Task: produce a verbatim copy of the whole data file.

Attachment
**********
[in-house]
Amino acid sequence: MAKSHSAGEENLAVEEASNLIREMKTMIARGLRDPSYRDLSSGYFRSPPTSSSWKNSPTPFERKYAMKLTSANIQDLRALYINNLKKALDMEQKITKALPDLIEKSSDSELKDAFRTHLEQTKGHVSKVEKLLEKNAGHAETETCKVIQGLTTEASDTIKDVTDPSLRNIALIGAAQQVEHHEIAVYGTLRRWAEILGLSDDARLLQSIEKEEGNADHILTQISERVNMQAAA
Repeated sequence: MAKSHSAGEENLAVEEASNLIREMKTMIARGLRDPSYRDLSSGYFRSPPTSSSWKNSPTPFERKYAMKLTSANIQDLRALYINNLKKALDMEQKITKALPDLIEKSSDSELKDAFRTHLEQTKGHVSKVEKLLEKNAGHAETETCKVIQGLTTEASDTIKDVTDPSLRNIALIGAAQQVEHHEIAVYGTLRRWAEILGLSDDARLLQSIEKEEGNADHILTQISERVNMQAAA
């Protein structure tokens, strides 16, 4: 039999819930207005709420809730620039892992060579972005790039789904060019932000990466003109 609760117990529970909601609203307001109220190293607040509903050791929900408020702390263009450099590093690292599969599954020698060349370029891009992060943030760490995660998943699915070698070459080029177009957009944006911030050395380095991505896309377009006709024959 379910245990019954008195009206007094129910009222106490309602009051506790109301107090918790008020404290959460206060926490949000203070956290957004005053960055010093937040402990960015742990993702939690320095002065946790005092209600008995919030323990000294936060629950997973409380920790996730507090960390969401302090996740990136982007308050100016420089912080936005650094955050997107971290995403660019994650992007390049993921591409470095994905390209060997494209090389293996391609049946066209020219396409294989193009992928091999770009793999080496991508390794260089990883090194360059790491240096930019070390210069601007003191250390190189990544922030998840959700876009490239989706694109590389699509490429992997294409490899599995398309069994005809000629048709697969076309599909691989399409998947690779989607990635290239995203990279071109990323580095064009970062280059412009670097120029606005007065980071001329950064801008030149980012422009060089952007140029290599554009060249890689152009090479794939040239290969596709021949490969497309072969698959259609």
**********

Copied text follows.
[in-house]
Amino acid sequence: MAKSHSAGEENLAVEEASNLIREMKTMIARGLRDPSYRDLSSGYFRSPPTSSSWKNSPTPFERKYAMKLTSANIQDLRALYINNLKKALDMEQKITKALPDLIEKSSDSELKDAFRTHLEQTKGHVSKVEKLLEKNAGHAETETCKVIQGLTTEASDTIKDVTDPSLRNIALIGAAQQVEHHEIAVYGTLRRWAEILGLSDDARLLQSIEKEEGNADHILTQISERVNMQAAA
Repeated sequence: MAKSHSAGEENLAVEEASNLIREMKTMIARGLRDPSYRDLSSGYFRSPPTSSSWKNSPTPFERKYAMKLTSANIQDLRALYINNLKKALDMEQKITKALPDLIEKSSDSELKDAFRTHLEQTKGHVSKVEKLLEKNAGHAETETCKVIQGLTTEASDTIKDVTDPSLRNIALIGAAQQVEHHEIAVYGTLRRWAEILGLSDDARLLQSIEKEEGNADHILTQISERVNMQAAA
């Protein structure tokens, strides 16, 4: 039999819930207005709420809730620039892992060579972005790039789904060019932000990466003109 609760117990529970909601609203307001109220190293607040509903050791929900408020702390263009450099590093690292599969599954020698060349370029891009992060943030760490995660998943699915070698070459080029177009957009944006911030050395380095991505896309377009006709024959 379910245990019954008195009206007094129910009222106490309602009051506790109301107090918790008020404290959460206060926490949000203070956290957004005053960055010093937040402990960015742990993702939690320095002065946790005092209600008995919030323990000294936060629950997973409380920790996730507090960390969401302090996740990136982007308050100016420089912080936005650094955050997107971290995403660019994650992007390049993921591409470095994905390209060997494209090389293996391609049946066209020219396409294989193009992928091999770009793999080496991508390794260089990883090194360059790491240096930019070390210069601007003191250390190189990544922030998840959700876009490239989706694109590389699509490429992997294409490899599995398309069994005809000629048709697969076309599909691989399409998947690779989607990635290239995203990279071109990323580095064009970062280059412009670097120029606005007065980071001329950064801008030149980012422009060089952007140029290599554009060249890689152009090479794939040239290969596709021949490969497309072969698959259609």